A remarkable fortnight for Sunil Subramaniam

It was only on July 15 that the 50-year-old Sunil saw a pop up from the BCCI app on his mobile phone that indicated to him that the Board was looking for an administrative manager.

Sunil Subramaniam (right) with his son, a promising sailor.   -  R. Ravindran

In a career of sweat, struggle and scalps, Sunil Subramaniam comprehended how to cope with disappointments. The former left-arm spinner came close to donning the India cap - only to find the honour eluding him by a narrow margin.

There was always this feeling that the former Tamil Nadu and South Zone bowler with 285 wickets in 74 first class matches at 23.53 was denied a fair chance. Now he will be with the India team in a different capacity – as its administrative manager. “It feels good,” was his response when the news broke out on Friday night.

The last few days have been nothing short of remarkable for Sunil, who has coached India off-spinner R. Ashwin at different stages of his journey. It was only on July 15 that the 50-year-old Sunil saw a pop up from the BCCI app on his mobile phone that indicated to him that the Board was looking for an administrative manager.

Soon his son Siddarth, a promising sailor, had a closer look at it all and said, “Dad you fit all the BCCI criteria for the job. You should definitely have a crack at this.”

‘I fit the bill’

Recalled Sunil in a chat with Sportstar, “We then had brainstorming sessions over the next three days where every aspect of the job was dissected. I did fit the bill.”

On July 20, Sunil applied for the job. On 25th, he flew down to Mumbai where he was interviewed by Diana Edulji, a CoA member, and then interacted with BCCI CEO Rahul Johri via Skype. And now comes his appointment. Sunil will travel to Mumbai on Monday where he will be briefed about his exact role.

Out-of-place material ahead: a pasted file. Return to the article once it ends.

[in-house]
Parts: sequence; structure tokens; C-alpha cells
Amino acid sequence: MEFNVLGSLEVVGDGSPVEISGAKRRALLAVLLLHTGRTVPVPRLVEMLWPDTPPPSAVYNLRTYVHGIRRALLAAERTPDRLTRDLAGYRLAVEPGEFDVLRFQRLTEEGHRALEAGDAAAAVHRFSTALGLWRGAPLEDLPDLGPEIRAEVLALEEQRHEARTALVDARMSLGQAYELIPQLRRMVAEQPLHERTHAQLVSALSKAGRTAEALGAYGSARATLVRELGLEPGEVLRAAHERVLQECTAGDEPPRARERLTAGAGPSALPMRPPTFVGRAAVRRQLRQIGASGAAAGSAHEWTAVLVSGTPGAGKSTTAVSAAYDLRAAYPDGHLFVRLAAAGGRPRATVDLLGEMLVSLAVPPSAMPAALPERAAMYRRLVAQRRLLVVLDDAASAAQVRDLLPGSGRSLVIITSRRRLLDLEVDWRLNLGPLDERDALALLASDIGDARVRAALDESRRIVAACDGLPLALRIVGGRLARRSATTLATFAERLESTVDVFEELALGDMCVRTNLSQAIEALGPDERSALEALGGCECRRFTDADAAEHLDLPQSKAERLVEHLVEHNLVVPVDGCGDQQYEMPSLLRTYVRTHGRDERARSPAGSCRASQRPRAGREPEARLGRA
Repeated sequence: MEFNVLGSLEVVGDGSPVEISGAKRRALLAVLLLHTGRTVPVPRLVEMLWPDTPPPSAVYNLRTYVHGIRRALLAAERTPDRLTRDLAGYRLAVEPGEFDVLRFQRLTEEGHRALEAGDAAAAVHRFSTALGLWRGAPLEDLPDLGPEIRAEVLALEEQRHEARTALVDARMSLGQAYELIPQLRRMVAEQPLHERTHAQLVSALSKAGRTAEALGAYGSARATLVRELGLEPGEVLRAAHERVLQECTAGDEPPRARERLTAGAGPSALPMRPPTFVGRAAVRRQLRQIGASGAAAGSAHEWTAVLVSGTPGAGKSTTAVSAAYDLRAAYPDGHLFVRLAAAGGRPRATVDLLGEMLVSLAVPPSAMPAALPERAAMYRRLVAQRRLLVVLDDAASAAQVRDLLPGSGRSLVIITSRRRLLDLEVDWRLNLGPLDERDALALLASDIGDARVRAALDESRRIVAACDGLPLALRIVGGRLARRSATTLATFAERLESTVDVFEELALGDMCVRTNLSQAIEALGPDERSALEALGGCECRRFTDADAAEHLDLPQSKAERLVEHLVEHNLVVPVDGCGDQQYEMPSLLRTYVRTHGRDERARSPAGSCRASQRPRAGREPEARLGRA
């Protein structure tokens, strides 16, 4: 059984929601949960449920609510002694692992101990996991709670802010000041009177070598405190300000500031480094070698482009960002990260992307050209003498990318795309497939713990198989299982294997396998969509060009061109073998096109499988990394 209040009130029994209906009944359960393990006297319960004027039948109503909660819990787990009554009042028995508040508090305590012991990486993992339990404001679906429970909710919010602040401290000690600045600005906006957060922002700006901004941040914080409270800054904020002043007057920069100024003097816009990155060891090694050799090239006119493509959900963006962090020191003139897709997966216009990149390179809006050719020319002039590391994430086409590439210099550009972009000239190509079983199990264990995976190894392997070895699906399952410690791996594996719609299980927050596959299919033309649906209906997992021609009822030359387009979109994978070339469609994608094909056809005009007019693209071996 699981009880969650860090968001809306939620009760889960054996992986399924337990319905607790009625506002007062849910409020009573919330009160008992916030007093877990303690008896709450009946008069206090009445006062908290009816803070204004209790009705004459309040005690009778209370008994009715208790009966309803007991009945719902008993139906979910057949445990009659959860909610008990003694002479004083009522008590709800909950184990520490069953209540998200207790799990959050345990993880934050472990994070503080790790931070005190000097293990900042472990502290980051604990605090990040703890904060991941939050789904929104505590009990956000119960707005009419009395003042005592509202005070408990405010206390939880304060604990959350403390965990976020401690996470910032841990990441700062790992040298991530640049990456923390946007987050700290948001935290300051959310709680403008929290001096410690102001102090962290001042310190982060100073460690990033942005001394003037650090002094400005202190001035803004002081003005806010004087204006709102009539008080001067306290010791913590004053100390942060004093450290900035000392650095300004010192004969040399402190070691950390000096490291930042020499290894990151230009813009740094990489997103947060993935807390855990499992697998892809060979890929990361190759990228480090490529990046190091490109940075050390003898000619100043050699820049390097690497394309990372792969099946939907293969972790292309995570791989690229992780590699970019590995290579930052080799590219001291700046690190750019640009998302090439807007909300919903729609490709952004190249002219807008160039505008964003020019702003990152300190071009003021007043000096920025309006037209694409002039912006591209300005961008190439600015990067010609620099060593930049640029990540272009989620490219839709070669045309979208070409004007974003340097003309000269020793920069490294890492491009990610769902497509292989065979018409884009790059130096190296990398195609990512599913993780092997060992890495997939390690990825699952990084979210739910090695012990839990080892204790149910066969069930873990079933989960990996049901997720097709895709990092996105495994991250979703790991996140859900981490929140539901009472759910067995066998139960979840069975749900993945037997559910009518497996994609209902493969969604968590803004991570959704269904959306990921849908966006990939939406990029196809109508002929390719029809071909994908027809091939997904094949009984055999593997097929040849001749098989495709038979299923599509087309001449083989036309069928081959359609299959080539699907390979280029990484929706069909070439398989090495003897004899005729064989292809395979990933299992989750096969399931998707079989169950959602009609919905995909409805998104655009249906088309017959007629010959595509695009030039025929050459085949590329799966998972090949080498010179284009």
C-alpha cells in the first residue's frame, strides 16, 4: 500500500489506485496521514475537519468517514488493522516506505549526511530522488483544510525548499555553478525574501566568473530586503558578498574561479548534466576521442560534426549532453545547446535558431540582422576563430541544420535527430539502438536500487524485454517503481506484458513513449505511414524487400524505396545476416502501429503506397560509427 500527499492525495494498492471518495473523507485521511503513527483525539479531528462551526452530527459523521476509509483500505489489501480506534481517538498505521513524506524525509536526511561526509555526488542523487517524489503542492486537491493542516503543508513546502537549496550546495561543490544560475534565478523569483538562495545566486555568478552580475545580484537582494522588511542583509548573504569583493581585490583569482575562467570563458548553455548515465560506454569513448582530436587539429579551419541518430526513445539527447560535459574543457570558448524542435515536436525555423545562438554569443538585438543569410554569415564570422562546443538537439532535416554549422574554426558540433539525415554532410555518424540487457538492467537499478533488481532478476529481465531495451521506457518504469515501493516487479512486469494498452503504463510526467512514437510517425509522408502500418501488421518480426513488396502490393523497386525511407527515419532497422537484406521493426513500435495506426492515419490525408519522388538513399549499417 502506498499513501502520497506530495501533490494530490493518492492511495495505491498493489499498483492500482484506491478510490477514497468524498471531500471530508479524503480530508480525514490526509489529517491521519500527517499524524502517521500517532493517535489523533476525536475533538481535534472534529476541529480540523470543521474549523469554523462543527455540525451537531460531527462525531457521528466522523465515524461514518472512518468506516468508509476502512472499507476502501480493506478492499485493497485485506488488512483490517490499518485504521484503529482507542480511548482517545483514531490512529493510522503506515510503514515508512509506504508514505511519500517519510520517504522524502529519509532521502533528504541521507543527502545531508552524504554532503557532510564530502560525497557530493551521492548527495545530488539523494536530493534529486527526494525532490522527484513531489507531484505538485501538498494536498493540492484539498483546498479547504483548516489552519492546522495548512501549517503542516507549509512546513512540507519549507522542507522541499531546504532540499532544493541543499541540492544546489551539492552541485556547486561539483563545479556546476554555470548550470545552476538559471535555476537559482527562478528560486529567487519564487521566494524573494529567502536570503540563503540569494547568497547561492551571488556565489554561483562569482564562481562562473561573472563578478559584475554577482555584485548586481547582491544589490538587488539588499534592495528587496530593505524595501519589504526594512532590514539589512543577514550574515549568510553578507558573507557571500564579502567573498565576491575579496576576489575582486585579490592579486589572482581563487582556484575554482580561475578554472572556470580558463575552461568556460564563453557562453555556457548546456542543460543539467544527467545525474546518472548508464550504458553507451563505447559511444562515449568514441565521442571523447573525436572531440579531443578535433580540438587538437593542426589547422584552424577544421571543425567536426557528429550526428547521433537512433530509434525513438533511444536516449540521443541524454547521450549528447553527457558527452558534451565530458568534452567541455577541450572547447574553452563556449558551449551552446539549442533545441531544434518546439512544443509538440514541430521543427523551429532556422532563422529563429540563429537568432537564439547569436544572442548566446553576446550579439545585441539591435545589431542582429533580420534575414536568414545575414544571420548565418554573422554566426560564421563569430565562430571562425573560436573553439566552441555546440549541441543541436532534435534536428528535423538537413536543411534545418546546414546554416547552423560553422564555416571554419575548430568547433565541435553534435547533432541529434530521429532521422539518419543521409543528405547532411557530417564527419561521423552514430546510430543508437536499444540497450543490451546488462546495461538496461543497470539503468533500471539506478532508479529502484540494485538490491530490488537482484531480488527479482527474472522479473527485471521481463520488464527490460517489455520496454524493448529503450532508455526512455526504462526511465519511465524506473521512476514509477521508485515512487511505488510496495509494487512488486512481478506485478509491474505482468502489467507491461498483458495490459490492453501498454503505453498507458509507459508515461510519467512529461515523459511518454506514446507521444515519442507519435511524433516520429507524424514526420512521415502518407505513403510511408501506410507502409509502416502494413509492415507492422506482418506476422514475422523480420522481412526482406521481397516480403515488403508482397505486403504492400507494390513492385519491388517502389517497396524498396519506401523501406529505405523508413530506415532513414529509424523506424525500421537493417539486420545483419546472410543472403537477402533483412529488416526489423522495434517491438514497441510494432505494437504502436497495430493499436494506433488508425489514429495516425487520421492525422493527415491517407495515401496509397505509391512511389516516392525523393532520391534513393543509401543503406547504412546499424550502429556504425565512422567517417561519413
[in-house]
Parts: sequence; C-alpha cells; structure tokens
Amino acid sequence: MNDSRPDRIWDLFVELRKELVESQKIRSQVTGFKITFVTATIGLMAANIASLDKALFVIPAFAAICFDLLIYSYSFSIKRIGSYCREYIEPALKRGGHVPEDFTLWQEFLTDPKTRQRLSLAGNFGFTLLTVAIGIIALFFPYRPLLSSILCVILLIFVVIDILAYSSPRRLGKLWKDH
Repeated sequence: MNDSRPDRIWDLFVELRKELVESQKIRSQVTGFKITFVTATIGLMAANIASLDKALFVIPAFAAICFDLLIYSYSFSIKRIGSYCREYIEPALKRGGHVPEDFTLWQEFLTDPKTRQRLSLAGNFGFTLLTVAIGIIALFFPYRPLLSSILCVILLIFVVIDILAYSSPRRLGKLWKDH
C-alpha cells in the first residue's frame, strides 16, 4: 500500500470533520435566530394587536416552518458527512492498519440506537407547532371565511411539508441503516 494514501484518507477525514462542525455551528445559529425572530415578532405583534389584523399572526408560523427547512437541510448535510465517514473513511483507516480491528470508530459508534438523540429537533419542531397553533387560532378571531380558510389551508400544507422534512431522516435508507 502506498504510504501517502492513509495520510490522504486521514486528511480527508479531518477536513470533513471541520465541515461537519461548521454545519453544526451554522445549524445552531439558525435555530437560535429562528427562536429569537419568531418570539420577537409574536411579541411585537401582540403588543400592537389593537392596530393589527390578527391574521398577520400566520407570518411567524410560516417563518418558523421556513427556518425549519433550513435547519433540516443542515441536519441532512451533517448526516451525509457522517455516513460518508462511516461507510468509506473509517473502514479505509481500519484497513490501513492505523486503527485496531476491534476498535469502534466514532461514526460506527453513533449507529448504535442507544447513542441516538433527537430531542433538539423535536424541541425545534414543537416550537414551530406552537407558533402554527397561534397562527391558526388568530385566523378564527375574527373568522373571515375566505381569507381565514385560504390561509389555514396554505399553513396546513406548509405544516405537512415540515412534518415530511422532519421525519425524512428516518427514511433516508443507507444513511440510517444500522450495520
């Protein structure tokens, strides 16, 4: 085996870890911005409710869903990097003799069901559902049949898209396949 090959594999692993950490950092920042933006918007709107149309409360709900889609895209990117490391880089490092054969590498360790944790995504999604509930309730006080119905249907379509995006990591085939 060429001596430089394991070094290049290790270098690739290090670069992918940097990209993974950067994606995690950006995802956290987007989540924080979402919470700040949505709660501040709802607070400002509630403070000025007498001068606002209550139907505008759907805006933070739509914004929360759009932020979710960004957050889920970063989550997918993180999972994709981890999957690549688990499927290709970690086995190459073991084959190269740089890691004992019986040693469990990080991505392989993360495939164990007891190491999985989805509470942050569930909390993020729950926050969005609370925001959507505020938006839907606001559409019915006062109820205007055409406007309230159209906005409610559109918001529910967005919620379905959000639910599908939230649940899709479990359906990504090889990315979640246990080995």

Sunil’s tenure will be for a year – of course, an extension is always a possibility – and he will join the team before the second Test in Sri Lanka. In a job where he will have to interact closely with the India captain and coach, Sunil said, “The team has a fantastic support staff. I have played with some of them.”

As the administrative manager, one of Sunil’s jobs will be to send his reports to the BCCI on “what the players do on and off the field, the general atmosphere in the team.”

Being a former cricketer would help him greatly in his job, Sunil said. “I would know how they prepare for a match, what goes through their minds in tough situations, how they react under pressure and the difficulties they face.”

Will he share his knowledge about spin bowling with the Indian bowlers? “Certainly, if the coach asks me to,” he said. And he was delighted to be meeting his student Ashwin. “I will be with my boy again but then all the players in the team are my boys.”